Jeep Cherokee SUV (2014-2019)
"The Jeep Cherokee is great off-road, comfortable and good-looking, but it can’t beat top rivals as an all-rounder"
- Top-spec models well equipped
- Comfortable ride
- Off-road ability
- High-quality rivals
- Thirsty petrol engine
- Not much fun to drive
The SUV hasn’t always been as popular as it is today, but some manufacturers recognised its abilities decades ago. Jeep first made an SUV designed for family life more than 30 years ago – in the form of the original Cherokee. The name is still going strong today, but the latest version faces considerably more opposition, including the likes of the Land Rover Discovery Sport, Audi Q5 and BMW X3.
In late 2018, the fifth generation was treated to a facelift to keep it firmly on the radar of customers. Its nose is now more conventionally styled, with square LED headlights and rugged bumpers. The tail has changed less significantly, but the lights have been updated here, too, while the number plate has been moved onto the tailgate.
The competition hasn’t only grown in size, but also in quality – so much so that the Cherokee now lags behind many of its rivals in key areas. While the Jeep remains impressive off-road, it isn’t so great to drive anywhere else, and buyers needn’t make such a compromise any more. Alternatives like the Mazda CX-5, Q5 and X3 – all of which are much better to drive in town and on twisty country roads – make the Cherokee hard to recommend. Even when you consider a car like the Discovery Sport, which easily matches the Cherokee’s off-road ability, you find out that it too is better on normal roads.
While the Cherokee certainly isn’t the best all-rounder, in lower-spec trim it's less expensive than most of its main rivals, including the Land Rover, BMW and Audi. It’s also far less ubiquitous, so if you’re looking for a slightly more unusual SUV with a particular style and image, the Jeep may creep back on to your shortlist.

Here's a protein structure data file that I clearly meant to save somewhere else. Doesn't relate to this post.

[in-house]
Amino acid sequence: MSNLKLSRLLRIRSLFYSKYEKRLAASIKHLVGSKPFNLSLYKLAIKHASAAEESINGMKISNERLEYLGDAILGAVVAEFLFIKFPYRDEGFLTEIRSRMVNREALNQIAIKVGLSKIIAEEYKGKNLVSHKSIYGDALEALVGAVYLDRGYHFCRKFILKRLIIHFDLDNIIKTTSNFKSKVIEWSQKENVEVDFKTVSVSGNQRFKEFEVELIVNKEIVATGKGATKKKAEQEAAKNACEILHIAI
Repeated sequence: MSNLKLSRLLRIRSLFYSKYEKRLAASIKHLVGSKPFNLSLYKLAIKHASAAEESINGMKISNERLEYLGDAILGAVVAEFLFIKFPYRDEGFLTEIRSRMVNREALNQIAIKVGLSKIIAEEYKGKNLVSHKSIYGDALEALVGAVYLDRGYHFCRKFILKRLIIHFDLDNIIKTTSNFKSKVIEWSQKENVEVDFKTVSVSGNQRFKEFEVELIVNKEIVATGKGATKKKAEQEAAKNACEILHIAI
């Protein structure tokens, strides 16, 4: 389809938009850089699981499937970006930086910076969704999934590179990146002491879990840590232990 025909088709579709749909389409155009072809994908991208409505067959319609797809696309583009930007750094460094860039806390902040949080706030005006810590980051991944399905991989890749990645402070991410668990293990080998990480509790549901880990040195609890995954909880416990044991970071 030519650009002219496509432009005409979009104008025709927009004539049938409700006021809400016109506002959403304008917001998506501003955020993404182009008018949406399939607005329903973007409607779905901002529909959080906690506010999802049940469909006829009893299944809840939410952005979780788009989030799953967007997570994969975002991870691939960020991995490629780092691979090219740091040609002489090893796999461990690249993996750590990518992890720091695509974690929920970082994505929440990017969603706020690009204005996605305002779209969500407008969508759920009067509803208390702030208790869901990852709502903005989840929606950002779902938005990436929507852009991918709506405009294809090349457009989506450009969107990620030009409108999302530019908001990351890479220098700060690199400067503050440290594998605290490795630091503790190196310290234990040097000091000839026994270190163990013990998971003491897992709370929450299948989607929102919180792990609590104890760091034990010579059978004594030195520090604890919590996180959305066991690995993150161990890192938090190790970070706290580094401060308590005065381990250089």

While the Cherokee has previously been available with a choice of three diesel engines, it looks like the facelifted model will get just the range-topping 2.2-litre with 192bhp. It's paired with the same nine-speed automatic gearbox as before, but benefitting from new software. This feels smooth most of the time, but isn't particularly satisfying if you use manual mode.
On the road, the Cherokee’s soft suspension leads to quite a lot of body lean and the steering is vague. Keen drivers will be happier with a BMW X3, but some people will appreciate the Jeep’s focus on comfort. That’s particularly the case when tackling rough roads and speed bumps, which the Jeep soaks up well.
Cars from US brands don’t have the best reputation for interior quality, but the Cherokee is well appointed. Materials aren't up to Audi standards, but there are some neat design touches and modern features. There’s enough room in the front and back seats for adults and the 570-litre boot can be extended to a cavernous 714 litres if you slide the rear seats forwards on their runners.
Perhaps more American in style is the huge menu of trim levels on offer, with Sport, Longitude, Limited and Overland versions, while a Trailhawk will arrive in 2019. All versions come with Bluetooth, DAB radio, air-conditioning, cruise control, rear parking sensors and either a seven or 8.4-inch touchscreen, both of which feature Apple CarPlay and Android Auto.
The range-topping Overland model is seriously luxurious, with Nappa leather, ventilated and heated seats, a large panoramic sunroof and upgraded sound system, but it costs over £40,000.
As a car to own, the Cherokee certainly isn’t without charm and appeal. The Cherokee is safe too, with a five-star score in independent Euro NCAP crash tests. However, it doesn't have the interior quality or excellent road manners of top rivals like the BMW X3, yet costs just as much in premium trims.